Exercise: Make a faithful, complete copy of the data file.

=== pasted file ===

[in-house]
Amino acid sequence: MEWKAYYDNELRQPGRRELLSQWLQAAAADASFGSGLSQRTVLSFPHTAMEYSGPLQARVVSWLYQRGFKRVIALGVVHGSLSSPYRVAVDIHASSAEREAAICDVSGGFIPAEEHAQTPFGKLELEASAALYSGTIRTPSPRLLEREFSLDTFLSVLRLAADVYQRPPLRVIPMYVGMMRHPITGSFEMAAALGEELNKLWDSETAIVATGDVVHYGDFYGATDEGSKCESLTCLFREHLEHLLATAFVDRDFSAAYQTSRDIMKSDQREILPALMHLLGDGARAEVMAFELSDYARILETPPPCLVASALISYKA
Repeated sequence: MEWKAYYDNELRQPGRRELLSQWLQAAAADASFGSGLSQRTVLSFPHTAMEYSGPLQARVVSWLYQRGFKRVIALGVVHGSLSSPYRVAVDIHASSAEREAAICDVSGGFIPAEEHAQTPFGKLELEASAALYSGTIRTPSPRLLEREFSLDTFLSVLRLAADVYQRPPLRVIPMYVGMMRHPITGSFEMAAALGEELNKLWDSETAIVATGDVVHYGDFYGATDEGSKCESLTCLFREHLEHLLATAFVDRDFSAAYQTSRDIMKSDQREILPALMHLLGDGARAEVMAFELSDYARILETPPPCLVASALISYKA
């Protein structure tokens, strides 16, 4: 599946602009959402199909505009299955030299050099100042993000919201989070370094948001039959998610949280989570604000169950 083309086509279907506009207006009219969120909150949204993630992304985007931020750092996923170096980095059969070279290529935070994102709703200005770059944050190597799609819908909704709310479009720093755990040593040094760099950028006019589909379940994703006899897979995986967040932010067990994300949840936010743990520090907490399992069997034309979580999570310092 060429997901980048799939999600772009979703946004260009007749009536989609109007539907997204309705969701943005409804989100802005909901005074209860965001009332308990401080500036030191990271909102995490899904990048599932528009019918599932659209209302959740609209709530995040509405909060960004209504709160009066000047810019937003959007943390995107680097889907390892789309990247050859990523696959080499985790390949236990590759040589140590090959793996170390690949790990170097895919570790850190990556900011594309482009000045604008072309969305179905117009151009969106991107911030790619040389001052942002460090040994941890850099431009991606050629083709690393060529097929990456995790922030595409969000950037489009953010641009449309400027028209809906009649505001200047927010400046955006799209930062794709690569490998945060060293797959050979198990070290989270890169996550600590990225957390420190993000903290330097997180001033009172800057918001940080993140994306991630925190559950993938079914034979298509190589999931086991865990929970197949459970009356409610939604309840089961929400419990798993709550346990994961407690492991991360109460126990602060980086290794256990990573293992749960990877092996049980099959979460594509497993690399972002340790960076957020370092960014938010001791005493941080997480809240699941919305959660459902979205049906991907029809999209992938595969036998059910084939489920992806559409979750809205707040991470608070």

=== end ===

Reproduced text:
[in-house]
Amino acid sequence: MEWKAYYDNELRQPGRRELLSQWLQAAAADASFGSGLSQRTVLSFPHTAMEYSGPLQARVVSWLYQRGFKRVIALGVVHGSLSSPYRVAVDIHASSAEREAAICDVSGGFIPAEEHAQTPFGKLELEASAALYSGTIRTPSPRLLEREFSLDTFLSVLRLAADVYQRPPLRVIPMYVGMMRHPITGSFEMAAALGEELNKLWDSETAIVATGDVVHYGDFYGATDEGSKCESLTCLFREHLEHLLATAFVDRDFSAAYQTSRDIMKSDQREILPALMHLLGDGARAEVMAFELSDYARILETPPPCLVASALISYKA
Repeated sequence: MEWKAYYDNELRQPGRRELLSQWLQAAAADASFGSGLSQRTVLSFPHTAMEYSGPLQARVVSWLYQRGFKRVIALGVVHGSLSSPYRVAVDIHASSAEREAAICDVSGGFIPAEEHAQTPFGKLELEASAALYSGTIRTPSPRLLEREFSLDTFLSVLRLAADVYQRPPLRVIPMYVGMMRHPITGSFEMAAALGEELNKLWDSETAIVATGDVVHYGDFYGATDEGSKCESLTCLFREHLEHLLATAFVDRDFSAAYQTSRDIMKSDQREILPALMHLLGDGARAEVMAFELSDYARILETPPPCLVASALISYKA
């Protein structure tokens, strides 16, 4: 599946602009959402199909505009299955030299050099100042993000919201989070370094948001039959998610949280989570604000169950 083309086509279907506009207006009219969120909150949204993630992304985007931020750092996923170096980095059969070279290529935070994102709703200005770059944050190597799609819908909704709310479009720093755990040593040094760099950028006019589909379940994703006899897979995986967040932010067990994300949840936010743990520090907490399992069997034309979580999570310092 060429997901980048799939999600772009979703946004260009007749009536989609109007539907997204309705969701943005409804989100802005909901005074209860965001009332308990401080500036030191990271909102995490899904990048599932528009019918599932659209209302959740609209709530995040509405909060960004209504709160009066000047810019937003959007943390995107680097889907390892789309990247050859990523696959080499985790390949236990590759040589140590090959793996170390690949790990170097895919570790850190990556900011594309482009000045604008072309969305179905117009151009969106991107911030790619040389001052942002460090040994941890850099431009991606050629083709690393060529097929990456995790922030595409969000950037489009953010641009449309400027028209809906009649505001200047927010400046955006799209930062794709690569490998945060060293797959050979198990070290989270890169996550600590990225957390420190993000903290330097997180001033009172800057918001940080993140994306991630925190559950993938079914034979298509190589999931086991865990929970197949459970009356409610939604309840089961929400419990798993709550346990994961407690492991991360109460126990602060980086290794256990990573293992749960990877092996049980099959979460594509497993690399972002340790960076957020370092960014938010001791005493941080997480809240699941919305959660459902979205049906991907029809999209992938595969036998059910084939489920992806559409979750809205707040991470608070």